By the early seventeenth century, Spain’s European enemies, no longer disunited and internally weak, were beginning to breach the perimeters of Spain’s American empire. The French and the English established trading forts along the St. Lawrence and the Hudson Rivers in North America. These were followed by permanent settlements on the mid-Atlantic coast (Jamestown) and in New England (Massachusetts Bay colony).
Between 1595 and 1620, the English, French, and Dutch made many unsuccessful attempts to settle along the Guiana coastlands of South America. The Dutch finally prevailed, with one permanent colony along the Essequibo River in 1616, and another, in 1624, along the neighboring Berbice River. As in North America, initial loss of life in the colonies was discouragingly high. In 1624 the English and French gave up in the Guianas and jointly created a colony on St. Kitts in the northern Leeward Islands. At that time, St. Kitts was occupied only by Caribs. With the Spanish deeply involved in the Thirty Years War in Europe, conditions were propitious for colonial exploits in what until then had been reluctantly conceded to be a Spanish domain.
In 1621, the Dutch began to move aggressively against Spanish territory in the Americas–including Brazil, temporarily under Spanish control between 1580 and 1640. In the Caribbean, they joined the English in settling St. Croix in 1625 and then seized the minuscule, unoccupied islands of Curaçao, St. Eustatius, St. Martin, and Saba, thereby expanding their former holdings in the Guianas, as well as those at Araya and Cumana on the Venezuelan coast.
The English and the French also moved rapidly to take advantage of Spanish weakness in the Americas and overcommitment in Europe. In 1625, the English settled Barbados and tried an unsuccessful settlement on Tobago. They took possession of Nevis in 1628 and Antigua and Montserrat in 1632. They planted a colony on St. Lucia in 1638, but it was destroyed within four years by the Caribs. The French, under the auspices of the Compagnie des Iles d’Amerique, chartered by Cardinal Richelieu in 1635, successfully settled Martinique and Guadeloupe, laying the base for later expansion to St. Bartholomé, St. Martin, Grenada, St. Lucia, and western Hispaniola, which was formally ceded by Spain in 1697 at the Treaty of Ryswick (signed between France and the alliance of Spain, the Netherlands, and England, and ending the War of the Grand Alliance). Meanwhile, an expedition sent out by Oliver Cromwell (Protector of the English Commonwealth, 1649-58) under Admiral William Penn (the father of the founder of Pennsylvania) and General Robert Venables in 1655 seized Jamaica, the first territory captured from the Spanish. (Trinidad, the only other British colony taken from the Spanish, fell in 1797 and was ceded in 1802.) At that time Jamaica had a population of about 3,000, equally divided between Spaniards and their slaves–the Indian population having been eliminated. Although Jamaica was a disappointing consolation for the failure to capture either of the major colonies of Hispaniola or Cuba, the island was retained at the Treaty of Madrid in 1670, thereby more than doubling the land area for potential British colonization in the Caribbean. By 1750 Jamaica was the most important of Britian’s Caribbean colonies, having eclipsed Barbados in economic significane.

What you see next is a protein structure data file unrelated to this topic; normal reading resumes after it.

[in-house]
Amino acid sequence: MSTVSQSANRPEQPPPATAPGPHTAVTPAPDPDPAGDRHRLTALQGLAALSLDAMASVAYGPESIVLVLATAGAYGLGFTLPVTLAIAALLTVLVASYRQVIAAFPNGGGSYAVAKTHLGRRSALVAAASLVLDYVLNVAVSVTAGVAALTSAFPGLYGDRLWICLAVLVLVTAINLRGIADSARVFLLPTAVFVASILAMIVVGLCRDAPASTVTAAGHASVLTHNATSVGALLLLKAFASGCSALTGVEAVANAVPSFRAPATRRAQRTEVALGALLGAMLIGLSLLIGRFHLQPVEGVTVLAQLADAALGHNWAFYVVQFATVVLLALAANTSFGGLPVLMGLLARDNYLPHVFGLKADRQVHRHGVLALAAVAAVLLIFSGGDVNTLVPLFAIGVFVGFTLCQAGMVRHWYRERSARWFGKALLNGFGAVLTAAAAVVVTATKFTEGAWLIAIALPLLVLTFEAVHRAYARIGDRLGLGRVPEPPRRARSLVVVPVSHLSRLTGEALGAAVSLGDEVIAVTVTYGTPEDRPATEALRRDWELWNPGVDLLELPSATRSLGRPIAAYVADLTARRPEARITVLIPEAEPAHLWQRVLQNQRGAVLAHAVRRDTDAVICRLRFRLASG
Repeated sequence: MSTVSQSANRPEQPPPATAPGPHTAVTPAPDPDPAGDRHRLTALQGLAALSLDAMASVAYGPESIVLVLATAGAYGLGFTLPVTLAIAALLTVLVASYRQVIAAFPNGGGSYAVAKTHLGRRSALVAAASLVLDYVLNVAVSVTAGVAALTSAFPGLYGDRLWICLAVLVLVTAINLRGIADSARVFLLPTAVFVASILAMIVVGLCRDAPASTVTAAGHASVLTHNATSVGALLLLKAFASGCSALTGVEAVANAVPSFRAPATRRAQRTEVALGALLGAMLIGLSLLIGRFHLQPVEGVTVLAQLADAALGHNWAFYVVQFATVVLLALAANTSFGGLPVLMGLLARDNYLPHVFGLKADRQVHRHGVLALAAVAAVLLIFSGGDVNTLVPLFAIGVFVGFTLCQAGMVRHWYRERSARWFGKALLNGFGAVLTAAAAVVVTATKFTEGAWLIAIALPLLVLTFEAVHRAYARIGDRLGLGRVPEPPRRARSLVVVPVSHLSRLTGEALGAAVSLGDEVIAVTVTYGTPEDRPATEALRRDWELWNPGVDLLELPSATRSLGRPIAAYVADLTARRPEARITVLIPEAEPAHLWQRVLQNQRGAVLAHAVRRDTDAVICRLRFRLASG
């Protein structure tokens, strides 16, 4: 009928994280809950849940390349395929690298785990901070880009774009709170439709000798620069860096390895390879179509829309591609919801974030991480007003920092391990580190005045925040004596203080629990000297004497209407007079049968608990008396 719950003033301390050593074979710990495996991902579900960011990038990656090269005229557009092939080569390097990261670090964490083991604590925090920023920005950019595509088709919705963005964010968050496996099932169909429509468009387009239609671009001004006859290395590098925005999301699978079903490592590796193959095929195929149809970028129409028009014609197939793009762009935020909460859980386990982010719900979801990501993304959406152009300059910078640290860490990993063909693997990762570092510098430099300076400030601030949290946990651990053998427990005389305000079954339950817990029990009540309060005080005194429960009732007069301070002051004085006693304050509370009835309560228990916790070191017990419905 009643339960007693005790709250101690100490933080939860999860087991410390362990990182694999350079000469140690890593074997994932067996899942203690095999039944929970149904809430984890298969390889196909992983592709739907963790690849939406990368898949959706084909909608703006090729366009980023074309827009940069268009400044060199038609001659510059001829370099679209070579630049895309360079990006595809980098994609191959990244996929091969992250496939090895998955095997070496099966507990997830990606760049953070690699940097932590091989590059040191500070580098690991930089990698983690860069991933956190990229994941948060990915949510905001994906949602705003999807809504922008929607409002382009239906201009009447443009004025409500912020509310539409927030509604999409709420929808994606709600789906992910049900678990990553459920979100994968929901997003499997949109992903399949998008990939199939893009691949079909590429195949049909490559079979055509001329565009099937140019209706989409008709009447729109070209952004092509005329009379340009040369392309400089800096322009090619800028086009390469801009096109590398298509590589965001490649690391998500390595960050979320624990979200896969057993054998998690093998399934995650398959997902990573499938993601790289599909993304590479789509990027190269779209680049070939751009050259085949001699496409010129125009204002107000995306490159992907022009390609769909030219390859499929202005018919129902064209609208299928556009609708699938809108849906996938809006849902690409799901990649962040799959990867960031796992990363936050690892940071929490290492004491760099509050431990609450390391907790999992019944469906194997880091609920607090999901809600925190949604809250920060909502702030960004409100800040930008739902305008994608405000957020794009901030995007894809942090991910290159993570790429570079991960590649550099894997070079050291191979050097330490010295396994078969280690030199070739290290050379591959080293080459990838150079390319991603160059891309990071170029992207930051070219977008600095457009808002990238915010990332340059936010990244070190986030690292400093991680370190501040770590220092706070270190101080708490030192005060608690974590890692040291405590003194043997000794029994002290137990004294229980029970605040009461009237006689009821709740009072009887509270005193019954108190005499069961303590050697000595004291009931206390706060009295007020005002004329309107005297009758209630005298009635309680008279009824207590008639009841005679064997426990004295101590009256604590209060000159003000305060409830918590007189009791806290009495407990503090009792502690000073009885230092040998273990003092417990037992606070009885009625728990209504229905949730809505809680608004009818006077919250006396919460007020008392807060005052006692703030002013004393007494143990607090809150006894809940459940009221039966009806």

The first colonists in the Caribbean were trying to recreate their metropolitan European societies in the region. In this respect, the goals and the world view of the early colonists in the Caribbean did not vary significantly from those of the colonists on the North American mainland. “The Caribbee planters,” wrote the historian Richard Dunn, “began as peasant farmers not unlike the peasant farmers of Wigston Magna, Leicestershire, or Sudbury, Massachusetts. They cultivated the same staple crop–tobacco–as their cousins in Virginia and Maryland. They brought to the tropics the English common law, English political institutions, the English parish [local administrative unit], and the English church.” These institutions survived for a very long time, but the social context in which they were introduced was rapidly altered by time and circumstances. Attempts to recreate microcosms of Europe were slowly abandoned in favor of a series of plantation societies using slave labor to produce large quantities of tropical staples for the European market. In the process of this transformation, complicated by war and trade, much was changed in the Caribbean.
Source: U.S. Library of Congress